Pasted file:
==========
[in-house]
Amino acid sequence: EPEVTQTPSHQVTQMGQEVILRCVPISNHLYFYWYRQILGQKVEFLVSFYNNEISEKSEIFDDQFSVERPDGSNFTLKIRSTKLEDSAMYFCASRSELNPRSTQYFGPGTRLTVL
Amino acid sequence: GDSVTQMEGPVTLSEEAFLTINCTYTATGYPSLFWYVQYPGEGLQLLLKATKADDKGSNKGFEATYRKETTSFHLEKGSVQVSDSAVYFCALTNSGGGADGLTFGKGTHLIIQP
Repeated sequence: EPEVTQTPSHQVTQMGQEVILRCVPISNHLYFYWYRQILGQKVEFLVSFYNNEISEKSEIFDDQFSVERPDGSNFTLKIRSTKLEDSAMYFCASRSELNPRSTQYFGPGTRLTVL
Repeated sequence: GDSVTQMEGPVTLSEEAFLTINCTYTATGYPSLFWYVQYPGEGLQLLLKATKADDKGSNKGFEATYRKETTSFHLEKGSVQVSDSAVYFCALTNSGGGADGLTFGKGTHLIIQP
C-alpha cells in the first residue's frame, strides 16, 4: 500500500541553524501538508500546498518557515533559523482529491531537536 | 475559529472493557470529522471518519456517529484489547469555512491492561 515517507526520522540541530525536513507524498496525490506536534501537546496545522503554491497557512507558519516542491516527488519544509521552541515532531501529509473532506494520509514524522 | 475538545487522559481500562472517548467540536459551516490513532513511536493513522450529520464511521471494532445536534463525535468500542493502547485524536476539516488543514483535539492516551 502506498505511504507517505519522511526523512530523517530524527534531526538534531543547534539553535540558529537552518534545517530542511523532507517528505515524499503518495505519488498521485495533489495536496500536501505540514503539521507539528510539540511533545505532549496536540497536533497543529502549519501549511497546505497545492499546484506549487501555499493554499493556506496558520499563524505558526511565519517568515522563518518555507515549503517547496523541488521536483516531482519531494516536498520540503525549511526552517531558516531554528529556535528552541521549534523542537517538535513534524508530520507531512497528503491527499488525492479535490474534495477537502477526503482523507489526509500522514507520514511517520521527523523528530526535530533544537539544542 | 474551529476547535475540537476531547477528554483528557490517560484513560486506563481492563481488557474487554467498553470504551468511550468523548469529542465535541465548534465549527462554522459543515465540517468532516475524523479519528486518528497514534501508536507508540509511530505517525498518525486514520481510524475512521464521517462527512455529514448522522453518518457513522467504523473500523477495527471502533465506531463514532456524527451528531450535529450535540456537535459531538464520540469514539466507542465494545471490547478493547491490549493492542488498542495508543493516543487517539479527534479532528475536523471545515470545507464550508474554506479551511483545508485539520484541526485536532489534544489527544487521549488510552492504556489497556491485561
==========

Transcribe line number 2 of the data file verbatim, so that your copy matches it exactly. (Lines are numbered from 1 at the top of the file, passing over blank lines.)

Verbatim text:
Amino acid sequence: EPEVTQTPSHQVTQMGQEVILRCVPISNHLYFYWYRQILGQKVEFLVSFYNNEISEKSEIFDDQFSVERPDGSNFTLKIRSTKLEDSAMYFCASRSELNPRSTQYFGPGTRLTVL